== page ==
a dying friend
by Elizabeth Sterling
I wrote this
letter to our friend Damon Chappie, who passed away last Friday,
but unfortunately I did not get it in the mail soon enough. Damon
was Johns roommate at Penn State University, and later went
on to become an investigative reporter for the publication Roll
Call. Damon became blind when he contracted a viral infection while
vacationing in Mexico 6 years ago. Serious complications from this
illness lead to his death last week, at the age of 40. I decided
to share it with you all because the lessons Damon taught me were
significant. There are so many people we encounter that have a lesson
to teach us. The question is are we wise enough to learn?
John and Kevin
just left to come down to see you. I wanted to send this letter
along, but I did not get it written in time to send it with them.
I wanted to let you know that I love you, and I am so sorry that
your journey has been so difficult, especially lately.
I went for a long run on the mountain behind our house, and I thought
about you for most of that run. I pushed myself to run farther than
I really had the time or energy to run. But thinking about your
struggles and your suffering, I pushed myself on. Your strength
pushed me on. It became quite dark in the woods by the time I was
a little over half the way. I thought it was a perfect way to think
about you and the difficulties you have faced. When I was almost
back to my car, a light off to the left caught my eye. It was the
moon, and it was so beautiful.
The light is
always there. Even in the darkest time, the light is waiting to
catch our attention and remind of us something bigger. Our tiny
ego mind focuses on the pain and suffering, but the spirit longs
for that light and living way bigger than the ego mind even imagines.
I used to fear
death and change, but I never even knew how much I feared them.
My fears became so great at one point that I had physical problems
that began keeping me from living the life I wanted to live. Once
I finally found out that I had these fears that was the first step
in learning how to be freed from them. I prayed for help in learning
how to accept the inevitable fate of all life forms. And I was granted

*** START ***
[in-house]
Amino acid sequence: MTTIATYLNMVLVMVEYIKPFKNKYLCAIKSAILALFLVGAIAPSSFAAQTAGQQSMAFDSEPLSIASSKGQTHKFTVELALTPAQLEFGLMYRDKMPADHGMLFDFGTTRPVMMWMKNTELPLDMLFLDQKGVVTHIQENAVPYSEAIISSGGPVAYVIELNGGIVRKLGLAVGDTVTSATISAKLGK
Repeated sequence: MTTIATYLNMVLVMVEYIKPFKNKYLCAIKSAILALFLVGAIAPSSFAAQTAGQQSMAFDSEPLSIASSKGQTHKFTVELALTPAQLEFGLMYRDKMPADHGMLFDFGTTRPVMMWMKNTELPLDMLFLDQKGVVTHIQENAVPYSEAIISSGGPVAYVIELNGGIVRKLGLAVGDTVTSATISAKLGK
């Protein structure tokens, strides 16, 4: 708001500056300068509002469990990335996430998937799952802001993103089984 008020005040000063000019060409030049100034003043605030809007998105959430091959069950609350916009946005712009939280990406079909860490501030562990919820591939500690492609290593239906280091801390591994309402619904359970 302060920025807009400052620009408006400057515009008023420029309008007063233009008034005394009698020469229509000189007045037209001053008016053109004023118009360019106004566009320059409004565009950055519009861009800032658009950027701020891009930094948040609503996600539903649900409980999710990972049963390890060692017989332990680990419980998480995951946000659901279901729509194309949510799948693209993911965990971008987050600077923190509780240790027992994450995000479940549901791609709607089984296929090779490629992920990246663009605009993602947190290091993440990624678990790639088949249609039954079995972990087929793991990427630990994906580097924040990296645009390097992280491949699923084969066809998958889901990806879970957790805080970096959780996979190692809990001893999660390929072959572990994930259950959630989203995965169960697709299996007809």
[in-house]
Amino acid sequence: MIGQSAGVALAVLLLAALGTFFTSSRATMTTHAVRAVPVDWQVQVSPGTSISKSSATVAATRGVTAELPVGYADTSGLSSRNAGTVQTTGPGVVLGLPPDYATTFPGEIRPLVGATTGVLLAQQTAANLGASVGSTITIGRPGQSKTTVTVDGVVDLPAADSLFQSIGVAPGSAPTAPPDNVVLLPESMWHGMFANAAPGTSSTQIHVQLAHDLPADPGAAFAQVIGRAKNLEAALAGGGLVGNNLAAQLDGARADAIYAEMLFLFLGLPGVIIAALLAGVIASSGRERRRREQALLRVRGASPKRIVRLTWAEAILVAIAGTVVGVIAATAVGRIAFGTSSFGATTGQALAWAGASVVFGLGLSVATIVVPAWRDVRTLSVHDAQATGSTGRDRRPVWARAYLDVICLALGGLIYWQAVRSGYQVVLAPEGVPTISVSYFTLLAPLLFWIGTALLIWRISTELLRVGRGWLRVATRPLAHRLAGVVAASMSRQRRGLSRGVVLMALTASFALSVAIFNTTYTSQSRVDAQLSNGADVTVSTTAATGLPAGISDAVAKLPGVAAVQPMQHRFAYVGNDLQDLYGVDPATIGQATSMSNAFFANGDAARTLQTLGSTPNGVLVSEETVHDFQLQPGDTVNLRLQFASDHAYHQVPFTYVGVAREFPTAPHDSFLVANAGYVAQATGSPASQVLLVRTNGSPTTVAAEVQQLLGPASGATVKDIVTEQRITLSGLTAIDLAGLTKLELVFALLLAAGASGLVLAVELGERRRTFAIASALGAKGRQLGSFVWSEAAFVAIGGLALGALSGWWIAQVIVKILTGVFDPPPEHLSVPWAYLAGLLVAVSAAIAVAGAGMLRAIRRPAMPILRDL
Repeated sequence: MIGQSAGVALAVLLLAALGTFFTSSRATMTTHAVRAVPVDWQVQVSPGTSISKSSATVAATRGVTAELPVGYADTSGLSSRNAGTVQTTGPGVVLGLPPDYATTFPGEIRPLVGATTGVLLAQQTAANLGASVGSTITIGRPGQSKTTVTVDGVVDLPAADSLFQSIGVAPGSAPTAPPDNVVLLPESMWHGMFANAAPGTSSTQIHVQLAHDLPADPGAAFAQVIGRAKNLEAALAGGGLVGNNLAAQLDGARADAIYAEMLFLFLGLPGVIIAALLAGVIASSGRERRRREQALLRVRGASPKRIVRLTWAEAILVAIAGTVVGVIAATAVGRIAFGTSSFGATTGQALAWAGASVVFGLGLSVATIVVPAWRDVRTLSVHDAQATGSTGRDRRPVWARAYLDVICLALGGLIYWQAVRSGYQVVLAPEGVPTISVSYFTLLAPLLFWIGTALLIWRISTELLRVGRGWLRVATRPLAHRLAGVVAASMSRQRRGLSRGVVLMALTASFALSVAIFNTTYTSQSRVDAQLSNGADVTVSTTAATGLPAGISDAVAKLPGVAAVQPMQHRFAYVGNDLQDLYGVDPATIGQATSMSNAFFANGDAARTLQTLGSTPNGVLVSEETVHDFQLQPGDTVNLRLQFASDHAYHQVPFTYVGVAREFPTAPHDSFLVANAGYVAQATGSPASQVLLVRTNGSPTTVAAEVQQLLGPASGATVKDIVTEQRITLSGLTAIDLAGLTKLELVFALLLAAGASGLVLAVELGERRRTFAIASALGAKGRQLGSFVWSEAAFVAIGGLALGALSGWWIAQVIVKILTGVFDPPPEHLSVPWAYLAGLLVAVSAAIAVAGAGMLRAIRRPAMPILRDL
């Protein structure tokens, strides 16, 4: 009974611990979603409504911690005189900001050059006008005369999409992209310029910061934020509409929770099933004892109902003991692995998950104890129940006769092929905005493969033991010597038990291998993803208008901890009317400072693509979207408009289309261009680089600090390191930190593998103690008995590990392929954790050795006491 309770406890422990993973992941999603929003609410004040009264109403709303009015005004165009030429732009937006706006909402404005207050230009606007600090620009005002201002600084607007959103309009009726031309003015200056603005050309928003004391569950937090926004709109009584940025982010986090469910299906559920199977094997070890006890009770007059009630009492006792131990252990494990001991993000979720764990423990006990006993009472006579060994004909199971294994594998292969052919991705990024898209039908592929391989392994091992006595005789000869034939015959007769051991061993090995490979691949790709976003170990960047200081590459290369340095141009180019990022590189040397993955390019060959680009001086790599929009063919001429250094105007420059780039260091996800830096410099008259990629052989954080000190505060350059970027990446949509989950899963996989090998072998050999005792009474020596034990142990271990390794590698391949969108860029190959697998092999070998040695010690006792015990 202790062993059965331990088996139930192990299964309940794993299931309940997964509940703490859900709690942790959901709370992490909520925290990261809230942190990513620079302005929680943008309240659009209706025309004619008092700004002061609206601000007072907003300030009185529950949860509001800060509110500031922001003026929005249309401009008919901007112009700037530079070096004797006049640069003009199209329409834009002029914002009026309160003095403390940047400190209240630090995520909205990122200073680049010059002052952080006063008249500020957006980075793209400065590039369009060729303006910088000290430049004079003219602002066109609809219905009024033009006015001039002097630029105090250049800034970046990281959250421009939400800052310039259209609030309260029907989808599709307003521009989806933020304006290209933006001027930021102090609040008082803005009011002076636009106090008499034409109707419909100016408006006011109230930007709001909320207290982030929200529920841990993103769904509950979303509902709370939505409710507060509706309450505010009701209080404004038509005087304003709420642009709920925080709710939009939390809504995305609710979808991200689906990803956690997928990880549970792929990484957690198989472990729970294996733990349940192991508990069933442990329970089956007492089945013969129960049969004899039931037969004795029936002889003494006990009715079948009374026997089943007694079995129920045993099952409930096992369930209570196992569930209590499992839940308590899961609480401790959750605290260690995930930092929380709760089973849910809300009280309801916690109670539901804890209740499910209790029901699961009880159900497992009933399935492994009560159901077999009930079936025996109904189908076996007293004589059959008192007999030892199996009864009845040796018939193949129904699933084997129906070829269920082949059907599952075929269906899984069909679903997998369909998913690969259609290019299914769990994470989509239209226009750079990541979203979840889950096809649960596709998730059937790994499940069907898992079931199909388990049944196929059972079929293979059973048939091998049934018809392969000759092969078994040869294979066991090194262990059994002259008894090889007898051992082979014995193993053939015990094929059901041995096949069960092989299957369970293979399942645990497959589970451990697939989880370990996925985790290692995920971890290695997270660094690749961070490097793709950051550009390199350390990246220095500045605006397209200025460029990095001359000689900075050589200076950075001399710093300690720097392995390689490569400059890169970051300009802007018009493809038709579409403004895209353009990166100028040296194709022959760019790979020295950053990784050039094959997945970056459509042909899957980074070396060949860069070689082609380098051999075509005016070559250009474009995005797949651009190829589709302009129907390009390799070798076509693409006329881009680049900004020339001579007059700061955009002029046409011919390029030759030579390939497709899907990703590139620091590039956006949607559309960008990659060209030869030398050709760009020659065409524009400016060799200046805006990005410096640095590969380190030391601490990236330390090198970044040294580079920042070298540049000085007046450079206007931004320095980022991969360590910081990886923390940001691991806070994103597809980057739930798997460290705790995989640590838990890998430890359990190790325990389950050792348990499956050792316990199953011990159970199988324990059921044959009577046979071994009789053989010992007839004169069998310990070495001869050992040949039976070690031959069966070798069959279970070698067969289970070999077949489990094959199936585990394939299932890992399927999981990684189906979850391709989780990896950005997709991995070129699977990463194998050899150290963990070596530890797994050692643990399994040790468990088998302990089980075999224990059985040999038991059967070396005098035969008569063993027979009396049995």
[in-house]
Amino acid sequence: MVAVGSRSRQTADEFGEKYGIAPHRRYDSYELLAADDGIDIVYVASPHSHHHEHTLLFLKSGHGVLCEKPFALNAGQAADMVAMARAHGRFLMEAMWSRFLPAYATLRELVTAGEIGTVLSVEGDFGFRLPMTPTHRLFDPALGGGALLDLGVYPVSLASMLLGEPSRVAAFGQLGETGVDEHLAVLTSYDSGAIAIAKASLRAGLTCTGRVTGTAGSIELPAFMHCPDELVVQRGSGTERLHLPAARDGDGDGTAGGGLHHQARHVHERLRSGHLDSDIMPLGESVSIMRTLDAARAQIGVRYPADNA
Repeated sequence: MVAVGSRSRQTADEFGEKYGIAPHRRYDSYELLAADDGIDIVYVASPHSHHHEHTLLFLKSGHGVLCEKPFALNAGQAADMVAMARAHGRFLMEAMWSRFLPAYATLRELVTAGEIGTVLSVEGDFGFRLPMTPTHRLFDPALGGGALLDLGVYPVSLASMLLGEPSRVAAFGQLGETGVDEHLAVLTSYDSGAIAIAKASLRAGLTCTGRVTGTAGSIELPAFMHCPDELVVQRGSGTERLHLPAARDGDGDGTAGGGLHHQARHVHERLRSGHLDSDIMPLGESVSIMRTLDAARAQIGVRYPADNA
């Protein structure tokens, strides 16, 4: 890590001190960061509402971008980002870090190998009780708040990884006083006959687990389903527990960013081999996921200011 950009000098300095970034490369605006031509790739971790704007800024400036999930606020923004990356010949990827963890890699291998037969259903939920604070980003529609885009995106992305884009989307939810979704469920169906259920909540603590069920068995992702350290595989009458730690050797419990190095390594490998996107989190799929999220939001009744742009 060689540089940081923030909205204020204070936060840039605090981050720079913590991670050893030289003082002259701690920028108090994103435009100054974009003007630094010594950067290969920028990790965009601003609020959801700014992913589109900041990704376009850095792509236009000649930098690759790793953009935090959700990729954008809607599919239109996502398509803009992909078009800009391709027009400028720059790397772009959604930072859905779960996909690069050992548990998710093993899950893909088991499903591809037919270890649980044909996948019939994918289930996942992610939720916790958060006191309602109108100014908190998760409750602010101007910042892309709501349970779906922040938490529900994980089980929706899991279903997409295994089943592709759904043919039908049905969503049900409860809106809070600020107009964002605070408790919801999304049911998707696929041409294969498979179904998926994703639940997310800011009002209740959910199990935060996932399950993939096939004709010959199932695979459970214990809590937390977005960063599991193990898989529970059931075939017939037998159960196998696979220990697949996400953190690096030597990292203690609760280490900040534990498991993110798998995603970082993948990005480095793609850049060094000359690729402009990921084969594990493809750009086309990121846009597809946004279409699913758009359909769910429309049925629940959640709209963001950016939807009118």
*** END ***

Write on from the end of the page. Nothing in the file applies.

a precious gift.
My son, Bennett,
taught me many things in his short time on this planet. He taught
me how to love, to live fully, and most importantly, how to accept
death. Our bond was so close, that as he was dying I was led very
close to death myself only mine was an emotional/spiritual death
rather than a physical death.
me that death is not an end. It is a transition, a migration, a
change, a birth. Bennett is so alive today, and I can feel his spirit.
He has impacts in this world today that will continue for eternity.
And so it is
with you. You may not realize all the impacts you have had on this
world. Or, you may feel that they are insignificant, but I know
otherwise. Because I know that you have impacted my life significantly.
I will always
remember a gift that you gave me when we were out in Colorado for
Kevins wedding. You may or may not remember this, but you,
your girlfriend, and John went white water rafting one day while
I headed off on my bike to climb the highest paved mountain road
which climbed over 14,000 ft. As I started up the mountain, thunder
and lightning threatened my safety. At one point, I pulled off at
a latrine just to seek cover. I was able to proceed, but at the
halfway point it started snowing. There were so many obstacles for
me that day, and no matter how hard I tried or wanted to succeed
I was not going to make it. I knew that day was my only shot at
making the ascent, and I was very disappointed that I had not achieved
Not too long
after I abandoned my attempt to get to the top, you three pulled
up to rescue me. And we drove to the top of the mountain instead.
The scenery was spectacular, and it was hard to believe we were
so high that we were above clouds. We were ooohing and aaahing,
and you began asking what??? What does it look like? And that is
when I really opened my eyes. We all began describing the amazing
views, and your face showed true delight and joy. What a gift that
was. That is how I remember you, Damon. I remember you with a big
smile on your face.
And what I learned
that day was that I may not always achieve the goal I set out to
achieve, but the real joy is in the journey itself. You gave me
a new perspective on life that day that Ive carried with me.
And I have told that story to others as a way to illustrate that
even when you do not achieve the goals you set out to achieve if
you open up your eyes you will recognize the incredible blessings
that you have been given along the way.
And now, you
are giving John another gift. Would you have ever imagined that
the John you knew in college could be such a compassionate man?
Whether you realize it or not, you are helping him (and me) grieve
for Bennett. You are helping him face emotions that have been buried
deep, and that will help him for the rest of his life. What an incredible
friend you are.
What an incredible
guide you have been to both of us Damon. Please know, that we are
with you in spirit as you climb that mountain back to the light.
Whether your transition is back to health or to a new life, please
know how much we love you and that you will always be alive to us!
Love and blessings,
The unique personality
which is the real life in me, I can not gain unless I search for
the real life, the spiritual quality, in others. Felix Adler
be with Damons family. Help them remember all the ways he
impacted their lives. Help them realize how his life impacted this
world. Help them know that he lives on forever in spirit. Lord thank
you for all the guides and teachers you have put in my life. Help
me to be wise enough to learn. Amen.